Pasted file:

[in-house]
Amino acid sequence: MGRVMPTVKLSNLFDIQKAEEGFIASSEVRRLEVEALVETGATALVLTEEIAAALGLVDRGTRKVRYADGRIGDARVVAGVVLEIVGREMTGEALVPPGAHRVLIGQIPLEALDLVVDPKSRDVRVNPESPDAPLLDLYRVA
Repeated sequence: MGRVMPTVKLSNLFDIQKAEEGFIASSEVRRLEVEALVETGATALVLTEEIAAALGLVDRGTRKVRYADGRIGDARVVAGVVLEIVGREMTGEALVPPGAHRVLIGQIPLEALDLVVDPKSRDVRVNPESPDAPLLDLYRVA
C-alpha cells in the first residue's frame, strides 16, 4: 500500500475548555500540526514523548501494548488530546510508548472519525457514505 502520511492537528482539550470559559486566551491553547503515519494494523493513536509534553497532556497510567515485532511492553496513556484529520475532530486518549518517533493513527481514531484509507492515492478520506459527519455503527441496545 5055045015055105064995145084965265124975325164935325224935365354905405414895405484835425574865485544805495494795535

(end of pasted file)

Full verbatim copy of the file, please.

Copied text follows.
[in-house]
Amino acid sequence: MGRVMPTVKLSNLFDIQKAEEGFIASSEVRRLEVEALVETGATALVLTEEIAAALGLVDRGTRKVRYADGRIGDARVVAGVVLEIVGREMTGEALVPPGAHRVLIGQIPLEALDLVVDPKSRDVRVNPESPDAPLLDLYRVA
Repeated sequence: MGRVMPTVKLSNLFDIQKAEEGFIASSEVRRLEVEALVETGATALVLTEEIAAALGLVDRGTRKVRYADGRIGDARVVAGVVLEIVGREMTGEALVPPGAHRVLIGQIPLEALDLVVDPKSRDVRVNPESPDAPLLDLYRVA
C-alpha cells in the first residue's frame, strides 16, 4: 500500500475548555500540526514523548501494548488530546510508548472519525457514505 502520511492537528482539550470559559486566551491553547503515519494494523493513536509534553497532556497510567515485532511492553496513556484529520475532530486518549518517533493513527481514531484509507492515492478520506459527519455503527441496545 5055045015055105064995145084965265124975325164935325224935365354905405414895405484835425574865485544805495494795535